Now it’s time to do some research.  Using census records, the Ancestry search features, and maybe obituaries, you can likely find out who other siblings of Albert and David are.  Let’s say you discovered they only had one other sibling.  A sister named Jane (1920-2001).  If that’s correct, what is your relationship to Jane?


    Guess what!  You just found your grandmother.  If everything we found so far is correct, Jane Smith would have to be your grandmother since she is the only other Smith sibling in that family.  Make sure you understand what we did here.  We're choosing Jane through process of elimination.  The two other Smith siblings are David and Albert.  If David was your grandfather, Joe's match to you would be higher.  If Albert was your grandfather, Michael's match would be higher.  There cM numbers are perfect for the relationships we mentioned.  So Jane is all that's left.

Don’t get too excited yet though, there’s more research to do.  Next, let’s hope Jane was married only once and didn’t have too many children and didn’t have children with anyone except her husband.  That would make things really easy.  Using Ancestry’s search features, I would then enter any info I can about Jane and her family, like age, where they were from, etc.  To make things easy, let’s say we found out Jane was married to a guy named George Franklin (1918-1998).  What’s the next step?  Let’s find out if you’re related to George Franklin.  Since he was married to your grandmother, it's very possible he was your grandfather.

Remember, you’re currently looking at a list of people related to you and Joe only.  Look at Joe’s tree.  He’s not going to be a descendent of George Franklin, right?  You’re only related to Joe on the Smith side of the family.  We now need to go back to our full list for Parent 1.  Hopefully we can find someone on your list who is not related to Joe and is related to a Franklin.  On our full list for parent 1, we see a guy named William Franklin.  Same last name, so maybe he’s related to George.  That’s a pretty common name though, so we need to be sure.  Let's look at shared matches to William, and William's tree.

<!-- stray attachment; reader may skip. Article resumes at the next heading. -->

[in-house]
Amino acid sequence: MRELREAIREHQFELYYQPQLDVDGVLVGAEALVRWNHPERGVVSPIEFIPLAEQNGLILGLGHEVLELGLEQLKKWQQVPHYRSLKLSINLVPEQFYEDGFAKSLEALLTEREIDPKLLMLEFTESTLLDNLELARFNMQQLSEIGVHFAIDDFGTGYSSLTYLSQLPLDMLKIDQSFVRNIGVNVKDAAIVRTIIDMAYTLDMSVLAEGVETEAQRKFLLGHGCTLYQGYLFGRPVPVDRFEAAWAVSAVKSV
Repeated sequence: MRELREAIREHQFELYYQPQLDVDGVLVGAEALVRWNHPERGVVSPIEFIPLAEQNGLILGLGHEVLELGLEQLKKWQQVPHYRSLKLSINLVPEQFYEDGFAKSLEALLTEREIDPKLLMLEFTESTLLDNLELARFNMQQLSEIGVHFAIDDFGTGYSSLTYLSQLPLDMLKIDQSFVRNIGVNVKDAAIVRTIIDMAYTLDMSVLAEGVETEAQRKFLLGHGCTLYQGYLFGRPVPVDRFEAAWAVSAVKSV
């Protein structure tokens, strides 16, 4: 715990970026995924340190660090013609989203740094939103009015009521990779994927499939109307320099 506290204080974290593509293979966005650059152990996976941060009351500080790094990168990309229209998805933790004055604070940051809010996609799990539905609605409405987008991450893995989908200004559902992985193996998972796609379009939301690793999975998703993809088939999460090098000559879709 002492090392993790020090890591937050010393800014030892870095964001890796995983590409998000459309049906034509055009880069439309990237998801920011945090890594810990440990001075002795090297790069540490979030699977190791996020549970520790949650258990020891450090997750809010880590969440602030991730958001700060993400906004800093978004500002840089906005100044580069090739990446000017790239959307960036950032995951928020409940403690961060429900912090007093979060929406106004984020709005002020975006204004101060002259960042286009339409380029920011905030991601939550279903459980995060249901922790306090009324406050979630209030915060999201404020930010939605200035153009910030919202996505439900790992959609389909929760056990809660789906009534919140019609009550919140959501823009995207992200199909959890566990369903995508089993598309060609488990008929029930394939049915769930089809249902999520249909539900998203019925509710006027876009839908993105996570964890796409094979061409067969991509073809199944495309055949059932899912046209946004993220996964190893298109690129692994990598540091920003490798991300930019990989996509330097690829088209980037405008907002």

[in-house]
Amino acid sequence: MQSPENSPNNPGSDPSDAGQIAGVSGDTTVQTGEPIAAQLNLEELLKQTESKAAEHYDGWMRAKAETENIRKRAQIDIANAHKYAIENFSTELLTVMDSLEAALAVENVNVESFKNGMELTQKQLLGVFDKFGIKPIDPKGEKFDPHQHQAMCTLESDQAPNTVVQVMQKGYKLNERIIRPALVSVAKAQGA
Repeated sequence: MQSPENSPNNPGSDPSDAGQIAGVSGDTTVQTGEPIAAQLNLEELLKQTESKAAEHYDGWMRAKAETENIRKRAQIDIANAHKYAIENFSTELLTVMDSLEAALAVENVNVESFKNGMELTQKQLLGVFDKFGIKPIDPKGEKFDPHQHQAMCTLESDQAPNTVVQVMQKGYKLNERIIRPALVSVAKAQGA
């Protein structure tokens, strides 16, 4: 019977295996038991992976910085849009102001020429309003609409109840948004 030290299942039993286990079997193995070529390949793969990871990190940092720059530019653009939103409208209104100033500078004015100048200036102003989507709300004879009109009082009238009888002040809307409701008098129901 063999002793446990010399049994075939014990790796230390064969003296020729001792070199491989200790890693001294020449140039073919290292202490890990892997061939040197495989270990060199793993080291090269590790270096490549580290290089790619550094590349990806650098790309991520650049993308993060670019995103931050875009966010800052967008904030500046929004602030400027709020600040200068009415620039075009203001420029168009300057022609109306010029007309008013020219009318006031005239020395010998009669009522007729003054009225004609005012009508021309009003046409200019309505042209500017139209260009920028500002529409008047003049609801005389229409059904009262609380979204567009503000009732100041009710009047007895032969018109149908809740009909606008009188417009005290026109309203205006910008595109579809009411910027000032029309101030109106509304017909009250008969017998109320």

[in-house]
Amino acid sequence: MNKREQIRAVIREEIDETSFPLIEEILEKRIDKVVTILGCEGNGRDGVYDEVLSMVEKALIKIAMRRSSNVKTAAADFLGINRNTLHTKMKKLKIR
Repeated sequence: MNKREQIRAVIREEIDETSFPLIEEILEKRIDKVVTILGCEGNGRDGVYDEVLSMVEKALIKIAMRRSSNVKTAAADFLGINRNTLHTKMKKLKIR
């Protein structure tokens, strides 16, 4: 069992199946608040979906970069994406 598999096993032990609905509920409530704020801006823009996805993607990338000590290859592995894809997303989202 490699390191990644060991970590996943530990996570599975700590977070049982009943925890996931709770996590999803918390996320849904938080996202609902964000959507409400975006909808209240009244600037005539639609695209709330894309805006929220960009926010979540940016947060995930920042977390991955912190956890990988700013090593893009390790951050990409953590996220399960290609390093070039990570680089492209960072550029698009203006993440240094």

Shared Matches with William Franklin

Ancestry Shared DNA match list

William Franklin's Tree

Ancestry family Tree

First, notice that William is not a DNA match to the two Smith matches (Joe and Michael).  That's good.  It's very possible William is on your grandfather's side of the family.  Notice we don't see George Franklin in his tree though.  Franklin is the name we’re looking for, so let’s see if we can somehow connect the George Franklin who married Jane Smith to the people in William’s tree.  Looking at William’s tree, we see that his parents were born in the 1940s.  He’s likely a similar age to you.  William’s DNA match to you is 203cM.  His tree shows Samuel Franklin married to Gertrude Adams, both born in the late 1800s.  It shows their son Curtis Franklin born 1919.  If you were to make an assumption about William’s relationship to you, what would it be?  Where would George Franklin fit into all of this?


    Maybe William is in the same generation as you and is a second cousin.  It would mean you have two great-grandparents in common, (Samuel and Gertrude).  It would also mean, William’s grandparent, Carl Franklin, is a sibling of your grandparent.  The names, centimorgan number and ages all make sense.  Do you get it?  After doing research, we discover George Franklin is a sibling of Carl Franklin and a child of Samuel and Gertrude.  William is your second cousin.  George Franklin is your grandfather.

We now know what family Parent 1 comes from.  It should be easy to find your birth parent now, right?  Let’s throw a wrench into this puzzle and make it a little more difficult.  If your grandparents (Jane and George) only had one child this would be easy, right?  That child would your birth parent.  Let’s make this a pretty big family and say they had six children:  Stanley, Patricia, Molly, Helen, Caroline and Joshua.  Any of them can be your birth parent.  If you had DNA matches to any of them they could be confirmed or eliminated.  If they had children or grandchildren who did DNA, they could help as well.  Can you explain why DNA can eliminate or confirm them as your birth parent?  What would your relationship be to the six siblings?  What would their children's relationship be to you?